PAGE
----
Chairman Roderick Lawson commented:

“The Company has continued to invest in its capacity to service customers as the housing market responds to the government’s financial stimulus and the Help to Buy scheme. There remains a large unfulfilled need for new housing and Oregon is well positioned to provide off-site manufactured systems to the industry in the coming years.”

The average number of employees in 2013 was 82 and the Company currently employs over 100 staff to deal with its expanding order book.

Leading timber frame designer, manufacturer and erector Oregon Timber Frame Ltd has been short-listed for three major industry Awards.

The company is the only manufacturer in a list of four nominees in Homes for Scotland’s “Best Supporting Company” category; and is one of three nominees in the UK Housebuilder Product Awards, in categories “Best Business Product” for their custom-designed business and manufacturing management system Frame IT; and “Best Health and Safety Product” for their cassette floors and crane-in erection process.

Sales and Marketing Director Elaine Wilson comments:

“We’re absolutely delighted to be short-listed in so many categories and against such a big field of competitors across the country- it’s a real testament to the quality of service and product which everyone in the Oregon team works so hard to deliver for our house builder customers.”

Leading timber frame designer, manufacturer and supplier Oregon Timber Frame Ltd is currently supplying structural timber frames to a new brownfield site development for CALA Homes Ltd by the Albert Dock of Edinburgh’s historic port of Leith.

Ocean Drive, Leith is a development of 32 three and four bedroom, 3-storey townhouses and nine flats, built in four distinct blocks. In keeping with this lively re-generated Port area, the architecture of the development has a nautical theme, with the design of one of the apartments representing a ship’s prow.

The nature of this brownfield site was such that piling was required, making timber frame an ideal choice for the construction.

Oregon’s Technical Director Robin Dodyk explains:

“Timber frame’s lightweight nature ensured that the size and design of the piles could be kept to an absolute minimum, avoiding any damage to the historic dock walls.”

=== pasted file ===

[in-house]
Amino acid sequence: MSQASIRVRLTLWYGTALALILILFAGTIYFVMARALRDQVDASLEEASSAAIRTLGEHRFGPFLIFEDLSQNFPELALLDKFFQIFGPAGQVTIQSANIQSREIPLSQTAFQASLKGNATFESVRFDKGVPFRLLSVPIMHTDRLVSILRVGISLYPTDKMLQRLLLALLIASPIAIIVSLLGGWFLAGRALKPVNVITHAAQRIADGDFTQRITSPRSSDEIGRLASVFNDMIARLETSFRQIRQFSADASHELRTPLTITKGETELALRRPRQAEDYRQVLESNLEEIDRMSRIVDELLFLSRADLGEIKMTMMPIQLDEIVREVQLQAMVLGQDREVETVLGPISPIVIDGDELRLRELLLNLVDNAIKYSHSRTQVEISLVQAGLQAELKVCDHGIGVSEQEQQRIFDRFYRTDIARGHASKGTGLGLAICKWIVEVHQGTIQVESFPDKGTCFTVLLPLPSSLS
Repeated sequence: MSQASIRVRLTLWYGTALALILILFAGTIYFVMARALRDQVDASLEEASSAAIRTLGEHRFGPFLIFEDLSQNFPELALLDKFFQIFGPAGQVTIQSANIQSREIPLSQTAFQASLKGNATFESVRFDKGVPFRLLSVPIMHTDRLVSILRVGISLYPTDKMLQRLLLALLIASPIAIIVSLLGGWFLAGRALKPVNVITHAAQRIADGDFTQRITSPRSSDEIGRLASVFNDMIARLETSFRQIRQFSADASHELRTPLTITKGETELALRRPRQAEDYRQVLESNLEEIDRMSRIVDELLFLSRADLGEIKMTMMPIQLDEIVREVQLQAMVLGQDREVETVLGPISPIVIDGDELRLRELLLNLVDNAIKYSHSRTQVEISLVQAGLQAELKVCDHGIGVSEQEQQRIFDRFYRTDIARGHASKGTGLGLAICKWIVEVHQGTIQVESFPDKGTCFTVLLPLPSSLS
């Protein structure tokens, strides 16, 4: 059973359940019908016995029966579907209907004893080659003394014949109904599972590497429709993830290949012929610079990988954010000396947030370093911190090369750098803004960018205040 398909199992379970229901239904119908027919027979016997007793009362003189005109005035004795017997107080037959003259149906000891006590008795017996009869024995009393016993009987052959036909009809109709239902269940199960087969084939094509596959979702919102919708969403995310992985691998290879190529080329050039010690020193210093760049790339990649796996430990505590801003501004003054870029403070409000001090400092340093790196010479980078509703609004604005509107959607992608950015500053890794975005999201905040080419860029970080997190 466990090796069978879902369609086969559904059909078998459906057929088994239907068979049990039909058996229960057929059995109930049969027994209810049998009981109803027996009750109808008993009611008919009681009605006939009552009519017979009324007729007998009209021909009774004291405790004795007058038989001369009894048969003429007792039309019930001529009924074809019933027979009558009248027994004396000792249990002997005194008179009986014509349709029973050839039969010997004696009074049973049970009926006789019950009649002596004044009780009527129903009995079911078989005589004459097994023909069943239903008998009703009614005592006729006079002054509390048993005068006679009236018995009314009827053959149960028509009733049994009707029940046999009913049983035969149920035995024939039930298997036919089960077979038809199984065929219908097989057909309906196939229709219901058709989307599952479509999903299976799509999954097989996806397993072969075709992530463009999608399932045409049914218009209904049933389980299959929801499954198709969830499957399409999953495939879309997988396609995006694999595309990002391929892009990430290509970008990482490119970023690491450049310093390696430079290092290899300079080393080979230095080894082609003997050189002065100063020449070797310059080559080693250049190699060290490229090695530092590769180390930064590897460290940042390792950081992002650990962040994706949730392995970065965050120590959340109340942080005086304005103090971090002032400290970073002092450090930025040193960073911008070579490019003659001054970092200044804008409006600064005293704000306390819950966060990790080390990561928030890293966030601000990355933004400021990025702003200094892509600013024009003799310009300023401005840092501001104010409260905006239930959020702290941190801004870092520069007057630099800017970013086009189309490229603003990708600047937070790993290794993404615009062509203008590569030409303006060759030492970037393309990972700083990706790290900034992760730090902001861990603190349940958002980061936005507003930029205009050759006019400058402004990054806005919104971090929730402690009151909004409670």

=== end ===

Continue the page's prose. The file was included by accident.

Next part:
As always with Oregon, a fabric first approach was taken to the design, ensuring that the completed homes are highly energy efficient and that no renewable technologies will be required to achieve a high performing, highly sustainable development.

Leading timber frame designer, manufacturer and erector Oregon Timber Frame Ltd has adapted its processes to deliver accelerated, energy efficient build programmes for its house builder customers.
Oregon is currently rolling out this new, accelerated system on a project in Edinburgh where it is building several show houses for a major client and will be able to deliver a saving of between six to nine weeks on the client’s standard build schedules.

Sales and Marketing Director Elaine Wilson explains:

“For many years, by its very nature, timber frame has been the ideal construction method to use when a fabric first route is wanted, delivering well-documented energy efficiency advantages in terms of low U-values, air-tightness and thermal performance.
“But while energy efficiency continues to be vital, the recent improvement in available credit for mortgages and the introduction of Help to Buy means that speed of build is once more king in terms of house builder’s profitability. We recognized this early in the year and by working closely with key customers we developed an accelerated, cost-neutral build process which is contributing significantly to performance on site and speed to marketplace – without compromising on quality of product.”

This maintenance of product quality means timber frame continues to be ideally placed to help developers meet new and improved energy efficiency targets.

Ms Wilson says:
“At Oregon we see the recent introduction of FEE as a positive step as it encourages the use of a high performance fabric first approach, which we at Oregon have been delivering for years through our OregonIP™ insulated panel system.”

Oregon Timber Frame Ltd has successfully completed a £5m PFI project for leading contractor Wates Living Space, based across several sites in Kirklees District, West Yorkshire.

Comprising the supply and erection of 340 units, over no less than 24 sites, ranging in size from 4 to 40 units, the project was delivered to programme with no major problems or delays, and no accidents.
The project represents Oregon’s largest insulated panel project to date and was constructed using Oregon’s IP™ Intelligent Panel system: key to the company’s brief was that CfSH Level 4 should be achieved on a “Fabric First” basis – and it was.

Some 90% of the units were two-storey and, in response to their location across a variety of sites throughout the district, a variety of finishes were required, ranging from rendered panels to natural stonework.

Asked about any major challenges on this significant project, Oregon’s Technical Director Robin Dodyk said:

“Without doubt the variety and location of sites, many of which were small gap sites surrounded by tightly built up areas, was the brain teaser for this project. This meant that site management and Health and Safety issues were paramount and had to be particularly carefully factored in to our construction and delivery programme. However these are areas where Oregon has well established and robust systems in place, so we were able to achieve this very effectively.”

Testament to Oregon’s success is the fact that the company was nominated in two categories for Wates Annual Awards – Health and Safety and Sub Contractor of the Year – going on to win Highly Commended in the latter.